The image displayed on the LCD 3 may be partially modified through replacing the associated portion of the bitmap data stored in the display memory 13 with the bitmap data 5 received from the CPU 2, as indicated by Step S05. Upon receiving the bitmap data 5 from the CPU 2, the memory controller 18 writes the received bitmap data 5 into the desired address of the display memory 13. This allows the image displayed on the LCD 3 to be partially modified. When the data write of the bitmap data 5 conflicts the data write of the bitmap data transferred from the work memory 12 to the display memory 13, the data write of the bitmap data 5 is preferentially performed.

The image represented by the vector 4 is finally displayed on the LCD 3 at Step S06 through transferring the complete bitmap data from the work memory 12 to the display memory 13, and driving the LCD 3 in response to the bitmap data stored in the

As shown in the right of FIG. 4, starting the transfer of the bitmap data from the work memory 12 to the display memory 13 independently of the read-out of the display memory 13 may result in that an incomplete image, that is, a portion of the image to be displayed, is undesirable displayed on the LCD 3 after the transfer of the bitmap data to the display memory 13.

In order to avoid an incomplete image being displayed on the LCD 3, as shown in FIG. 5, the transfer of the bitmap data from the work memory 12 to the display memory 13 is preferably synchronous with the read-out of the bitmap data from the display memory 13. In order to achieve the synchronization of the data transfer and data read, it would be desirable if the memory controller 18 and the timing controller 19 control the work memory 12, the display memory 13, the latch circuit 14, and the gate line driver 17 as described below.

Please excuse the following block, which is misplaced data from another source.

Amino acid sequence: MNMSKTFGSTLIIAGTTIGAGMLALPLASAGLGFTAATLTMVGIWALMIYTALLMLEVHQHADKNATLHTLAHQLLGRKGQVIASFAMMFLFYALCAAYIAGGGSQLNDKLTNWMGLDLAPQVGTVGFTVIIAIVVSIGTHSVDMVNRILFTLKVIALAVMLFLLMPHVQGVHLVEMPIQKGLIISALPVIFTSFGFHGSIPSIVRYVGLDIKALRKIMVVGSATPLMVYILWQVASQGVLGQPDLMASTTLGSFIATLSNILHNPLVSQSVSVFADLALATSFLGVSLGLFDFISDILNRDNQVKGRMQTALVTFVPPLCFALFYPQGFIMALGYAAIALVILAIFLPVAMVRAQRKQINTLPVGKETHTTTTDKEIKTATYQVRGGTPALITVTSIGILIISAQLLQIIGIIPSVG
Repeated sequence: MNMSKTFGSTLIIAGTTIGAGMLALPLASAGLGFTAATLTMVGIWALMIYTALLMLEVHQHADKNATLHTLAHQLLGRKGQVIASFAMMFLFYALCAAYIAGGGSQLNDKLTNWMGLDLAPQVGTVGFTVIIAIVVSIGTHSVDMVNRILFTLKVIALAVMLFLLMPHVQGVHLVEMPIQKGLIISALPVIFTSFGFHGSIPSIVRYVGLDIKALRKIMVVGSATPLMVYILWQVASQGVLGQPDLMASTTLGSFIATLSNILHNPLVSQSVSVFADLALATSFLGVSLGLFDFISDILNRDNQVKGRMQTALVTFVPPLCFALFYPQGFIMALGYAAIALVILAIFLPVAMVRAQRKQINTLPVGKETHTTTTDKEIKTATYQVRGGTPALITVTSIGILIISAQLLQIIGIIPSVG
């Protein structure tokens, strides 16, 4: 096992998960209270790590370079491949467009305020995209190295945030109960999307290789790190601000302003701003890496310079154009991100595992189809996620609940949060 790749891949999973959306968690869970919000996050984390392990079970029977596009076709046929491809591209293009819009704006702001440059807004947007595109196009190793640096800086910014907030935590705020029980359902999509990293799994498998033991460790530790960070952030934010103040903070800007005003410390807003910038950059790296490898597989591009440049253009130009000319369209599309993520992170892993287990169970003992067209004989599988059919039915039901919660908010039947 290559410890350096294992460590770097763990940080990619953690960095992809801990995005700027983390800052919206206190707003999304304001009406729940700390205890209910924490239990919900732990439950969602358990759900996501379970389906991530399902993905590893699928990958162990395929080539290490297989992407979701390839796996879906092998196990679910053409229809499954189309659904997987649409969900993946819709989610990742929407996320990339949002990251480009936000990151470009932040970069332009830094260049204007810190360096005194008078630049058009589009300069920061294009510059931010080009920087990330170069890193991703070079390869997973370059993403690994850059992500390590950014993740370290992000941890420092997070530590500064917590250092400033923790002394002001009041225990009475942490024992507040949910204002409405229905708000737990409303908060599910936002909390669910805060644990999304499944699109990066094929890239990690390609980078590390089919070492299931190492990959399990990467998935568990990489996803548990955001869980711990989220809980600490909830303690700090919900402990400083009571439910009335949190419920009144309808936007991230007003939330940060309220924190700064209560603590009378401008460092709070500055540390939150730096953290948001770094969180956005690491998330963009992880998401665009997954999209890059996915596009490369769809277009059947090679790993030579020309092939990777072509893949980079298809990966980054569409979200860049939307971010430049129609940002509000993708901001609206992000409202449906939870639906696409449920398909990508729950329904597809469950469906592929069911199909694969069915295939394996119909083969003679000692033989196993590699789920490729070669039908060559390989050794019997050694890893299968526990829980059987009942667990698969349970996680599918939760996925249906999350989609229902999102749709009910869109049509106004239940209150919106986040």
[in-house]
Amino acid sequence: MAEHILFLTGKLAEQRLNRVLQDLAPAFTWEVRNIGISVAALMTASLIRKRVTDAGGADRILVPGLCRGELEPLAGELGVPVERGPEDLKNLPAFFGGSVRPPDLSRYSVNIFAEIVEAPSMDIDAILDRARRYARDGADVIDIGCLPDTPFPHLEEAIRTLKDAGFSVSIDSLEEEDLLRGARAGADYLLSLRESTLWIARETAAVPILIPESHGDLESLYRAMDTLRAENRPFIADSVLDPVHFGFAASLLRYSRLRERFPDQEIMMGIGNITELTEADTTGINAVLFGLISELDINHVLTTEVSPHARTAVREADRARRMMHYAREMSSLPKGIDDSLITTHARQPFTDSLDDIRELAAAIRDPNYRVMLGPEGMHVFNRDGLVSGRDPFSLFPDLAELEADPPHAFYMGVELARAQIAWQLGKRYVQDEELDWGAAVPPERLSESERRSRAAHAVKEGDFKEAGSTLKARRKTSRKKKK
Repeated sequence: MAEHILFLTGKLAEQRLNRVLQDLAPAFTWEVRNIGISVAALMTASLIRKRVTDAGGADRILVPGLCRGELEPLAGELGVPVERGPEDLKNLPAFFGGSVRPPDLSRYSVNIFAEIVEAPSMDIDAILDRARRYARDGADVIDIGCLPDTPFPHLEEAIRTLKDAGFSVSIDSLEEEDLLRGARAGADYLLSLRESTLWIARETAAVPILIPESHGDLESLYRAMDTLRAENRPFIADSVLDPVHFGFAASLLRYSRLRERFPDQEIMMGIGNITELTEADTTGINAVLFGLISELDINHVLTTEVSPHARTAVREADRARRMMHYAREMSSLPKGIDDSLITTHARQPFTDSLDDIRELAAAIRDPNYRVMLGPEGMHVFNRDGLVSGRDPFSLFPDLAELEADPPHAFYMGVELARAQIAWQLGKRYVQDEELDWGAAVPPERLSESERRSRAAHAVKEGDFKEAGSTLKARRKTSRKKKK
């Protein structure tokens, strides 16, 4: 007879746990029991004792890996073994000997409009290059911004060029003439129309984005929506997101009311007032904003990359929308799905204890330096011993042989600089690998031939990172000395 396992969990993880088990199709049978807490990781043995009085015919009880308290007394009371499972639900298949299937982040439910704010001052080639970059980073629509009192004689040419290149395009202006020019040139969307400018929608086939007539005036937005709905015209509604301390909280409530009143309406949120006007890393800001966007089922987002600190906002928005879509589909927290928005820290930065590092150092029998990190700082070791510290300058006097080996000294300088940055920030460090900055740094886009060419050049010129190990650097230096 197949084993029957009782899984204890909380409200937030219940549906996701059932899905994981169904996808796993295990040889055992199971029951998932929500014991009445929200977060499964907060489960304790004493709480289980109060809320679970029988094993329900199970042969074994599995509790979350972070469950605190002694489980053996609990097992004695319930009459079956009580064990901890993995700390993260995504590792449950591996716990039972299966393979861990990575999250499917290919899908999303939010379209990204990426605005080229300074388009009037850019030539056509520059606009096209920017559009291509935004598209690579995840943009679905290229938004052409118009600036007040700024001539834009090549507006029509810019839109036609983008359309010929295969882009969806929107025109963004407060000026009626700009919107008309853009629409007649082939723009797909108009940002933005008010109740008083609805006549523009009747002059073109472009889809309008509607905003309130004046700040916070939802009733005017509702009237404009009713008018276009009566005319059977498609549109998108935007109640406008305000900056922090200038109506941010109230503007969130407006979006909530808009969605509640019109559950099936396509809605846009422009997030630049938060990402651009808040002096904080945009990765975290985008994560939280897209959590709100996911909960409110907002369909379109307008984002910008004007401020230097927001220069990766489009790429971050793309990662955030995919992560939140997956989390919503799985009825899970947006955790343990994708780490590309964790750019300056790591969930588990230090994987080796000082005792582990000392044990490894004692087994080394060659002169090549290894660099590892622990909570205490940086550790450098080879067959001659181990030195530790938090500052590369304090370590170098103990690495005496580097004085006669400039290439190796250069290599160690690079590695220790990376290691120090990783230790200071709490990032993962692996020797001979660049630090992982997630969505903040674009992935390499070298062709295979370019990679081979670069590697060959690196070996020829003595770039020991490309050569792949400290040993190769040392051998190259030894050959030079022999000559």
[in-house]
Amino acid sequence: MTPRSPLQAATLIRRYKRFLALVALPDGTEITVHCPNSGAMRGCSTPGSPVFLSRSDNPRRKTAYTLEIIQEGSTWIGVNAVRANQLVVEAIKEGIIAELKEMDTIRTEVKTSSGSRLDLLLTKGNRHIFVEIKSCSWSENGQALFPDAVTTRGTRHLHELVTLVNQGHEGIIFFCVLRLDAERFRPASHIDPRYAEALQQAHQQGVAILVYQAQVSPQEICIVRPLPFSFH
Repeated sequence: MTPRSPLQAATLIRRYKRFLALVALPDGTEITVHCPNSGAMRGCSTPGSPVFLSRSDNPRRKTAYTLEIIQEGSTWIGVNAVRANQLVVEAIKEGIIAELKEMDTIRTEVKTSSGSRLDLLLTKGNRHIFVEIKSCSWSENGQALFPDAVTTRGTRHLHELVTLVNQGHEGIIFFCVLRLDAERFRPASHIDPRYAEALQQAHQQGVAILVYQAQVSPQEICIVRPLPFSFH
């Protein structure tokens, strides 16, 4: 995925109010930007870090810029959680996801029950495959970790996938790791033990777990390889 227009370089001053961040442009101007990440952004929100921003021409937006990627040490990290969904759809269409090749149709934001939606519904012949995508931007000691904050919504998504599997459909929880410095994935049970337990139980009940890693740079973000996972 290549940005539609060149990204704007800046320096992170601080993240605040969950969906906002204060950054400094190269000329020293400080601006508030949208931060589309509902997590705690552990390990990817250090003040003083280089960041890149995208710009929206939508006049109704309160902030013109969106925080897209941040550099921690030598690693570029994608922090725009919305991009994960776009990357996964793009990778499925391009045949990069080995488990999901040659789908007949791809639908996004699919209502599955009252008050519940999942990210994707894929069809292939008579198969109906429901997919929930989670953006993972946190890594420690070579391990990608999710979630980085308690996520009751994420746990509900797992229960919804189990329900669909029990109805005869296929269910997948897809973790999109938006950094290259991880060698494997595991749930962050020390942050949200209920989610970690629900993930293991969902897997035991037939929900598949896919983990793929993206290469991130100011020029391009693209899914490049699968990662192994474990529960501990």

As is the case of FIG. 4, the graphic engine 11 starts to “draw” the graphical primitives associated with the commands within the vector data 4 onto the work memory 12 at Step S02, when the CPU 2 starts to provide the vector data 4 to the controller/driver 1 at Step S01. After the “drawing” is completed at Step S03, the work memory 12 is placed into standby at Step S07 till the display of the final line of the current image on the LCD 3 is completed, that is, till the scanning of the gate lines 3 b is completed up to the final gate line. After the scanning up to the final gate line is completed, the transfer of the “complete” bitmap data from the work memory 12 to the display memory 13 is initiated from pixel data of the top pixel line in response to the activation of the frame synchronization signal received from the CPU 2. After the following blanking period, the controller/driver 2 starts displaying the image in response to the bitmap data stored in the display memory 13. The display of the bitmap data stored in the display memory 13 is started from the top pixel line of the displayed image.